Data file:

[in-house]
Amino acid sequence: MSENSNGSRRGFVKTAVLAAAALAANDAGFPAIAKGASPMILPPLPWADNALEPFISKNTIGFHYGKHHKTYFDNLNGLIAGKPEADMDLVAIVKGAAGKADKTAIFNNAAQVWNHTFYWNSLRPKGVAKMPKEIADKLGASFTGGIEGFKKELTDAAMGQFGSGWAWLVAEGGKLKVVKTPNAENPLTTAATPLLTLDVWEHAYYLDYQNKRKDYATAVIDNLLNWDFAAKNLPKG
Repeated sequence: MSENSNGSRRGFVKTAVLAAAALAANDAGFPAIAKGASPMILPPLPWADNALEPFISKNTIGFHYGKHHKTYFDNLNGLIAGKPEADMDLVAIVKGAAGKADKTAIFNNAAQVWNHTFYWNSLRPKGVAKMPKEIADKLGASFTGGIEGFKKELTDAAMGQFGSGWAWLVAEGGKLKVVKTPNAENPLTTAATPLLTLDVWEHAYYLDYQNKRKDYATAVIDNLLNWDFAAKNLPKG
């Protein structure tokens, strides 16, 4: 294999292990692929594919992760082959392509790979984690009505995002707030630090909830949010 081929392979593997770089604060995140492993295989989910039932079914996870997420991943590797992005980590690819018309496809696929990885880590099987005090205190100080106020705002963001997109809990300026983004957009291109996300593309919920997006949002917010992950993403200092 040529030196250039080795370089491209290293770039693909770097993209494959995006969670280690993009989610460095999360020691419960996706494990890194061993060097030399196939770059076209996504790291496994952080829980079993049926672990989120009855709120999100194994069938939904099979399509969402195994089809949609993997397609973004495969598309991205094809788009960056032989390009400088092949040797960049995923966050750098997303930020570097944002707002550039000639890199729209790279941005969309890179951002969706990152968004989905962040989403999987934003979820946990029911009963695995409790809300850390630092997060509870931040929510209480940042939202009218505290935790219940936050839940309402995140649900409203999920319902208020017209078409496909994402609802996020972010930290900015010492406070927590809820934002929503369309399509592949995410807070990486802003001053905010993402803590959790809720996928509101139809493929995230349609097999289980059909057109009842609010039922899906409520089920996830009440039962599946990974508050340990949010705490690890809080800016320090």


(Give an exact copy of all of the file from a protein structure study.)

[in-house]
Amino acid sequence: MSENSNGSRRGFVKTAVLAAAALAANDAGFPAIAKGASPMILPPLPWADNALEPFISKNTIGFHYGKHHKTYFDNLNGLIAGKPEADMDLVAIVKGAAGKADKTAIFNNAAQVWNHTFYWNSLRPKGVAKMPKEIADKLGASFTGGIEGFKKELTDAAMGQFGSGWAWLVAEGGKLKVVKTPNAENPLTTAATPLLTLDVWEHAYYLDYQNKRKDYATAVIDNLLNWDFAAKNLPKG
Repeated sequence: MSENSNGSRRGFVKTAVLAAAALAANDAGFPAIAKGASPMILPPLPWADNALEPFISKNTIGFHYGKHHKTYFDNLNGLIAGKPEADMDLVAIVKGAAGKADKTAIFNNAAQVWNHTFYWNSLRPKGVAKMPKEIADKLGASFTGGIEGFKKELTDAAMGQFGSGWAWLVAEGGKLKVVKTPNAENPLTTAATPLLTLDVWEHAYYLDYQNKRKDYATAVIDNLLNWDFAAKNLPKG
């Protein structure tokens, strides 16, 4: 294999292990692929594919992760082959392509790979984690009505995002707030630090909830949010 081929392979593997770089604060995140492993295989989910039932079914996870997420991943590797992005980590690819018309496809696929990885880590099987005090205190100080106020705002963001997109809990300026983004957009291109996300593309919920997006949002917010992950993403200092 040529030196250039080795370089491209290293770039693909770097993209494959995006969670280690993009989610460095999360020691419960996706494990890194061993060097030399196939770059076209996504790291496994952080829980079993049926672990989120009855709120999100194994069938939904099979399509969402195994089809949609993997397609973004495969598309991205094809788009960056032989390009400088092949040797960049995923966050750098997303930020570097944002707002550039000639890199729209790279941005969309890179951002969706990152968004989905962040989403999987934003979820946990029911009963695995409790809300850390630092997060509870931040929510209480940042939202009218505290935790219940936050839940309402995140649900409203999920319902208020017209078409496909994402609802996020972010930290900015010492406070927590809820934002929503369309399509592949995410807070990486802003001053905010993402803590959790809720996928509101139809493929995230349609097999289980059909057109009842609010039922899906409520089920996830009440039962599946990974508050340990949010705490690890809080800016320090």